ST. PAUL – It was sight akin to a busy market, yet rather than shops and their keepers, or vendors selling their goods, there were booths representing over 55 organizations showcasing the activities and services they offer within the community of St. Paul.
The St. Paul Recreation Centre echoed with buzzing excitement on Sept. 14, as the booths made the spaces a tad bit narrow, but wide enough for people to walk through in curiosity and intrigue.
“I'm just really excited about the fact that so many organizations have chosen to come back out and interact with the community,” said Lynn Smid, Director of St. Paul FCSS, shortly after chatting with another thrilled visitor. “And likewise, community members who have come out and interacted with the various organizations.”
Matthew Hurtubise is a representative with Northeast Athletic Track Club (NEAT) and was among the many groups promoting sports at Community Awareness Night. According to Hurtubise, NEAT is a local track club that has been running for almost 30 years. He is proud of the club’s accomplishments, as many athletes including Hurtubise himself, have been successful competing at the provincial level.
St. Paul Minor Ball offers youth a chance to learn and play baseball and softball. Chantal Sadlowski, marketing director with Minor Ball, says people can stay tuned for when the association’s registration opens in 2023.
Cal Leckie, instructor at the St. Paul Karate-Do, was easily spotted by the gi he dons. Leckie is motivated to invite youth as young as four years old to begin learning the art of karate, while also learning courage, self-defence, and self-discipline.
“We've lost a couple of years with COVID, so it has kind of been a slow start this year,” admits Lecki. “But, we are getting back on track and we're getting quite a few new students coming in.”
Leadership and training
The St. Paul Army Cadets also came out to offer outdoor activities and adventures to youth, according to Angela Whiskeyjack with the cadets. Whiskeyjack says the cadets also, “teach people ages 12-19 about leadership.”
Lavina Boysis, who is also Whiskeyjack’s mother, who is one of the parents who support the group, she says there are no fees and all they ask for is parent involvement.
Toastmasters International, an international club, was also present to offer interested individuals the opportunity to acquire leadership skills, as well as those seeking to improve their speech and command over the English language. Eunhye Cho, a representative with the club says, “What I’m representing tonight is an online club that meets once every first and third Thursday of each month at 7:30 p.m.”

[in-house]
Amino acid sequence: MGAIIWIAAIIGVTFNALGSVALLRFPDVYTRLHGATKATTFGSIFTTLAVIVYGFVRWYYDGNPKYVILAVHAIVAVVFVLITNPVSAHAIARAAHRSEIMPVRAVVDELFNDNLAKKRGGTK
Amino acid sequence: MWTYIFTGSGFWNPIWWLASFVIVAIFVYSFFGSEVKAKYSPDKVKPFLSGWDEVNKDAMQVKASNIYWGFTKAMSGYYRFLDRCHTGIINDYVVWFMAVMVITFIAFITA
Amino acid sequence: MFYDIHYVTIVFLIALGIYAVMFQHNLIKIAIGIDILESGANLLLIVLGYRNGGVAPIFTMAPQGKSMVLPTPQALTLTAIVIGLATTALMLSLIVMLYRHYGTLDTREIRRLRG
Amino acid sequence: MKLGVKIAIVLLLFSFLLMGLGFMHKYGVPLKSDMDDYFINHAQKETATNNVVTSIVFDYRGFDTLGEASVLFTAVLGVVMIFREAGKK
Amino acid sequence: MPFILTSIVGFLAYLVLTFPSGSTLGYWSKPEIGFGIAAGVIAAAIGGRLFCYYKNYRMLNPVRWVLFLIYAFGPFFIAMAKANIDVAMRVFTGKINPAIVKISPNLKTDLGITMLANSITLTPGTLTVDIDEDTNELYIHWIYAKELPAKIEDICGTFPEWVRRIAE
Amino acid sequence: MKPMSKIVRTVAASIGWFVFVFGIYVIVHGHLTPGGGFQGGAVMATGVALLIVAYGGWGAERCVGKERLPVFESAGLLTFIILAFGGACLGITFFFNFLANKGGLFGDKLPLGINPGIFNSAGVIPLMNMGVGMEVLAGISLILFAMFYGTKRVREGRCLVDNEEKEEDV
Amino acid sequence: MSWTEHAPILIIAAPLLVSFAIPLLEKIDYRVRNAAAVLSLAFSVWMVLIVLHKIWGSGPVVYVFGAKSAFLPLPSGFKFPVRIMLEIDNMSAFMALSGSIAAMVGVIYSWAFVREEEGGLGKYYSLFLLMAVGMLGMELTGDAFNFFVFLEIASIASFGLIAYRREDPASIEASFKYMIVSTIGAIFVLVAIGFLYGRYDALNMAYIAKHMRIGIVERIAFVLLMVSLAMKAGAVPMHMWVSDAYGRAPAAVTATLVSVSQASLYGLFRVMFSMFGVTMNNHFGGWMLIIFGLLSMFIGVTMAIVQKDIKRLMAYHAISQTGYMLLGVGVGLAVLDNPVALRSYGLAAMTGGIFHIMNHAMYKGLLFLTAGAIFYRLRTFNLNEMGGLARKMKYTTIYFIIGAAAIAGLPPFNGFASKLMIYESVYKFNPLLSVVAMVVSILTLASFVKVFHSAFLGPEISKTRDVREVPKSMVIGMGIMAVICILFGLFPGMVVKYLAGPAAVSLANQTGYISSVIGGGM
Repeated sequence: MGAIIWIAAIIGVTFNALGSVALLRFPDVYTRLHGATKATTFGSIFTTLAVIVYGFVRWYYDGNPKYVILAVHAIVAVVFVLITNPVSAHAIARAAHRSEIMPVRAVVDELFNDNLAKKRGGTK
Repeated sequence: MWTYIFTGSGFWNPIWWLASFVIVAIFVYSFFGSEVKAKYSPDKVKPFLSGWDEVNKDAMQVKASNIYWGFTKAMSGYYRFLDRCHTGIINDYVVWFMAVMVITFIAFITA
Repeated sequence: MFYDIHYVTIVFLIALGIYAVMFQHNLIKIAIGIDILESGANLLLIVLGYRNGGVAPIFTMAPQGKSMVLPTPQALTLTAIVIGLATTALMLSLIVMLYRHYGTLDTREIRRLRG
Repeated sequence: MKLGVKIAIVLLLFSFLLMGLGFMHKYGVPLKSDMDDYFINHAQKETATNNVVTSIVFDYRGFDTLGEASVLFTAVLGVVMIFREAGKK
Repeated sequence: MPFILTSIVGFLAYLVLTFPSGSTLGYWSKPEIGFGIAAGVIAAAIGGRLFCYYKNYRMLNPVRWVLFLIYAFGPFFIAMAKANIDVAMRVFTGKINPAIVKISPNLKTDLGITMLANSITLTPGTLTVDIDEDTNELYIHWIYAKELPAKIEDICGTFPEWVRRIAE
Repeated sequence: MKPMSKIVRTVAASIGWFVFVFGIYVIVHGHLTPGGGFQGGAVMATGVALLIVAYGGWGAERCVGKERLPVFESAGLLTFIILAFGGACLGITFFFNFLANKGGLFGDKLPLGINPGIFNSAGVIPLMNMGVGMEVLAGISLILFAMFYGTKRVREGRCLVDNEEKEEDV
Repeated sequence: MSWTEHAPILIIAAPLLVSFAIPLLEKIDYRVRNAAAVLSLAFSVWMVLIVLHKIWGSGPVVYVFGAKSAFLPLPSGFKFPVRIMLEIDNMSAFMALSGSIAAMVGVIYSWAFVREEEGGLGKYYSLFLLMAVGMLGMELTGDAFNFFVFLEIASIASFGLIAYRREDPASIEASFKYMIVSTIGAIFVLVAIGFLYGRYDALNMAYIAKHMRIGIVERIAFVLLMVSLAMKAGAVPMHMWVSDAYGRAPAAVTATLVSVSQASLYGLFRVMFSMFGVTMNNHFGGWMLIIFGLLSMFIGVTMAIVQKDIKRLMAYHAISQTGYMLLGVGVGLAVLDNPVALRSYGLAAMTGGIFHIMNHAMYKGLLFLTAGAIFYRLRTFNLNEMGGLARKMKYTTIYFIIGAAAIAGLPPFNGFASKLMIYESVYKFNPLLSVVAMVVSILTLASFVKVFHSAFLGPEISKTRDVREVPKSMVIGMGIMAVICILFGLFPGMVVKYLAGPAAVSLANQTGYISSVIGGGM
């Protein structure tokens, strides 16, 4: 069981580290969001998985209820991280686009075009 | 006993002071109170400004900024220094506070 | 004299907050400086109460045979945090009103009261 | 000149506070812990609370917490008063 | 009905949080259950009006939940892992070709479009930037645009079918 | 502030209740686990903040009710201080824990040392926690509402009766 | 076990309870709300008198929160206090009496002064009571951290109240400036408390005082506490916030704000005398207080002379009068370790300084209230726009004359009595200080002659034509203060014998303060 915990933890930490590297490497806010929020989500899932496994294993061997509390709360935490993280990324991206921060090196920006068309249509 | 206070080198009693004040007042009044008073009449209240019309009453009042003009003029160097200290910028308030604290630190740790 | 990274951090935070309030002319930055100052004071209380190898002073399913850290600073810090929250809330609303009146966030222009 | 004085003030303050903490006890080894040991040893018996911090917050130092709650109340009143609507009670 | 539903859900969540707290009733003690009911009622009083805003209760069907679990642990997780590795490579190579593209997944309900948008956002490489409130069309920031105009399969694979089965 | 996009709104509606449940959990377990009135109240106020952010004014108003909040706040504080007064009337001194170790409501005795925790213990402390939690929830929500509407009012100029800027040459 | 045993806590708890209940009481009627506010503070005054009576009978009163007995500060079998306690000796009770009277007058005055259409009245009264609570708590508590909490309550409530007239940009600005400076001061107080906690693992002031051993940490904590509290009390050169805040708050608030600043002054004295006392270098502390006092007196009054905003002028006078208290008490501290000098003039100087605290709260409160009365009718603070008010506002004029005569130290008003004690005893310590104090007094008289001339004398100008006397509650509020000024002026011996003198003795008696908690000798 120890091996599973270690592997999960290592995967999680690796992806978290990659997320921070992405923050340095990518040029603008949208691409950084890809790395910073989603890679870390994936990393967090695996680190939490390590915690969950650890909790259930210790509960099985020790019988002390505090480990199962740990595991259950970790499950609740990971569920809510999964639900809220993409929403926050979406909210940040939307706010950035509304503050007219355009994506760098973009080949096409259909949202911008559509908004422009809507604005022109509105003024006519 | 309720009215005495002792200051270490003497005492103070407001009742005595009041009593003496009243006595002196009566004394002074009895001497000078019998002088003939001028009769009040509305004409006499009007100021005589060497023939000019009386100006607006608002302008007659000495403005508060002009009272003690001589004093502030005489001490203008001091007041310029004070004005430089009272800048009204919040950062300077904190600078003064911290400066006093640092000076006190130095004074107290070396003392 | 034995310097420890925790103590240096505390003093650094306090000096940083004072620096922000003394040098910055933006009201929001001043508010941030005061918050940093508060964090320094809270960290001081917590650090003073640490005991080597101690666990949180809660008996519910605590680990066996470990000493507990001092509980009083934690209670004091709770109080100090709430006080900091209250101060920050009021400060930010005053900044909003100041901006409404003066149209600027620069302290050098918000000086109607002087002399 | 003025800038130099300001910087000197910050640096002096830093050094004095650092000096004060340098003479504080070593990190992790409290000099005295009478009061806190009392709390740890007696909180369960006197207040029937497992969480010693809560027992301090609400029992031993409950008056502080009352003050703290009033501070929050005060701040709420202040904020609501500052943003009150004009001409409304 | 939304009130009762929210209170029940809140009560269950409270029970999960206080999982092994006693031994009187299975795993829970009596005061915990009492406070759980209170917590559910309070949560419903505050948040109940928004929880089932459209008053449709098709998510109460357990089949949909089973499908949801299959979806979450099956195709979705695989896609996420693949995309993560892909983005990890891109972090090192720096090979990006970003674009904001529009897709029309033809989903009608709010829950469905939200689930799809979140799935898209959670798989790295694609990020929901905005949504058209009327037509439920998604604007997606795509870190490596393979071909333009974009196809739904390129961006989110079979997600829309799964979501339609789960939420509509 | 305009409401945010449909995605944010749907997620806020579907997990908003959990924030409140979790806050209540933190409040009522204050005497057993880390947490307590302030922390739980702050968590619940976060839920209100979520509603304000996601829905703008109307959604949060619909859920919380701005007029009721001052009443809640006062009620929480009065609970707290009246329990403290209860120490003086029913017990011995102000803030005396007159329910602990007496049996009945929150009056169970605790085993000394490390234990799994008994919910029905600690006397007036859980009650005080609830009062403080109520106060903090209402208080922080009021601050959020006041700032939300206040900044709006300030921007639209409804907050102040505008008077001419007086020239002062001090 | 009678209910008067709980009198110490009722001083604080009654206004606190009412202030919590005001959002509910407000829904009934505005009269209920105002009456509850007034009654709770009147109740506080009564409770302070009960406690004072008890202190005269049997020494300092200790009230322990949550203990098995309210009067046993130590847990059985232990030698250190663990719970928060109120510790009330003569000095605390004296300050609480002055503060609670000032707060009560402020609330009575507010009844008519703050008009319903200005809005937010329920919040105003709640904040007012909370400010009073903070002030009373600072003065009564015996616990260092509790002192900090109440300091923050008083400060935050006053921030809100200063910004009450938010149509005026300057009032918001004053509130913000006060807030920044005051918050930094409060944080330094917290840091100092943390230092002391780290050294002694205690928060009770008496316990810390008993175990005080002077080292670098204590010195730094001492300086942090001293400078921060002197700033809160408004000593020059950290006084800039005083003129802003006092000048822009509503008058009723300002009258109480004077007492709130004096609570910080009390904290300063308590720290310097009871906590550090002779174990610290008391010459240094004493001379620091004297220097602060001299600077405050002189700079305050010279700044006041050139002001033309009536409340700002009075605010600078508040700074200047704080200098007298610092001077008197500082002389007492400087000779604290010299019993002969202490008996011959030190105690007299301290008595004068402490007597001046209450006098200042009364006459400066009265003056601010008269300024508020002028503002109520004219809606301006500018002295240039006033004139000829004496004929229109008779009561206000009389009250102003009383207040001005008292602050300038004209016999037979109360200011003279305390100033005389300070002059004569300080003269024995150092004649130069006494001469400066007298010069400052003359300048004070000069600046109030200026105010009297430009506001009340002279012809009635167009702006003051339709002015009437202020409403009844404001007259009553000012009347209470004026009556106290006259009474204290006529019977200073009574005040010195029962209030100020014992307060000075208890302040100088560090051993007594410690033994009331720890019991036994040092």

She says other opportunities the club offers include helping people who are trying to improve their presentation skills, or even those who need to do a speech at events like weddings.
The Capella Centre, which operates the Colombus House of Hope family and women’s shelter in St. Paul, was also present to let the community know they are available to help women experiencing domestic violence.
Mary Musa, with the Capella, says the organization has a crisis line that is open to the community 24/7. “There’s help… they’re not alone when dealing with domestic violence,” she says.
Lakeland Centre for Fetal Alcohol Spectrum Disorder (LCFASD) is non-profit that provides free programs and services to persons affected by FASD. The group was on hand to promote services and resources they offer, says Mackenzie Hodinsky, referral coordinator for LCFASD.
Hodinsky says they offer support to women who are pregnant or who are at risk of getting pregnant that live a high-risk lifestyle involving drugs and alcohol use.
Christina Williams, with the LCFASD, says the organization offers different programs “where we do prevention” like their women’s recovery and mothers-to-be mentorship program. She adds, “Intervention is anything, we have transition supports, employment supports, counseling."
The Girl Guides of Canada St. Paul (GGC) is another group that strives to give “power to girls” and helps girls become “women leaders,” according to Sarah Weimer with GGC St. Paul. GGC help guide girls ages five to 17, and has different approaches based on age groups.
Weimer is also one of GGCs “Sparks” leaders, guiding girls who are five and six years old. “They learn about the world, about themselves while empowering each other and making friendships throughout all the different groups we have.”
She adds, “This is important because women need to raise our young girls to be strong, independent women, who can take on those leadership roles and can fight for what is right and what they believe in."